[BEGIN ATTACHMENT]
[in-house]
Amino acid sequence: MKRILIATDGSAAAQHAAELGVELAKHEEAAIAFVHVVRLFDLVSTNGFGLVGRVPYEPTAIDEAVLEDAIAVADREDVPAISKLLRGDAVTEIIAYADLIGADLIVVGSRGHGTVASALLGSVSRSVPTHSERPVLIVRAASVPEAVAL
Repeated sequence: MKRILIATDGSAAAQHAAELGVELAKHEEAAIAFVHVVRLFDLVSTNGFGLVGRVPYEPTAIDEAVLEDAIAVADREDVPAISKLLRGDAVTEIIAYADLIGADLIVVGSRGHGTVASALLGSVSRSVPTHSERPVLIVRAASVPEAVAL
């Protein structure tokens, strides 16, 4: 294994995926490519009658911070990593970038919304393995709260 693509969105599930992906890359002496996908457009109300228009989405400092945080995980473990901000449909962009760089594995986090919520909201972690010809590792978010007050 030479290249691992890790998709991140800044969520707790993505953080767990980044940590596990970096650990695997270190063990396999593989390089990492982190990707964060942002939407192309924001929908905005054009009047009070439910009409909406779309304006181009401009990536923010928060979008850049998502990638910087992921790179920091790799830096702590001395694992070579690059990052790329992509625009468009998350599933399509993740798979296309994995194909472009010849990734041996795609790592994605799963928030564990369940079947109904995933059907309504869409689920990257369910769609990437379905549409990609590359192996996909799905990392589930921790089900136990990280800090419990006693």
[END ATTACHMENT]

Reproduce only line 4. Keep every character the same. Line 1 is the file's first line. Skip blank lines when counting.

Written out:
């Protein structure tokens, strides 16, 4: 294994995926490519009658911070990593970038919304393995709260 693509969105599930992906890359002496996908457009109300228009989405400092945080995980473990901000449909962009760089594995986090919520909201972690010809590792978010007050 030479290249691992890790998709991140800044969520707790993505953080767990980044940590596990970096650990695997270190063990396999593989390089990492982190990707964060942002939407192309924001929908905005054009009047009070439910009409909406779309304006181009401009990536923010928060979008850049998502990638910087992921790179920091790799830096702590001395694992070579690059990052790329992509625009468009998350599933399509993740798979296309994995194909472009010849990734041996795609790592994605799963928030564990369940079947109904995933059907309504869409689920990257369910769609990437379905549409990609590359192996996909799905990392589930921790089900136990990280800090419990006693």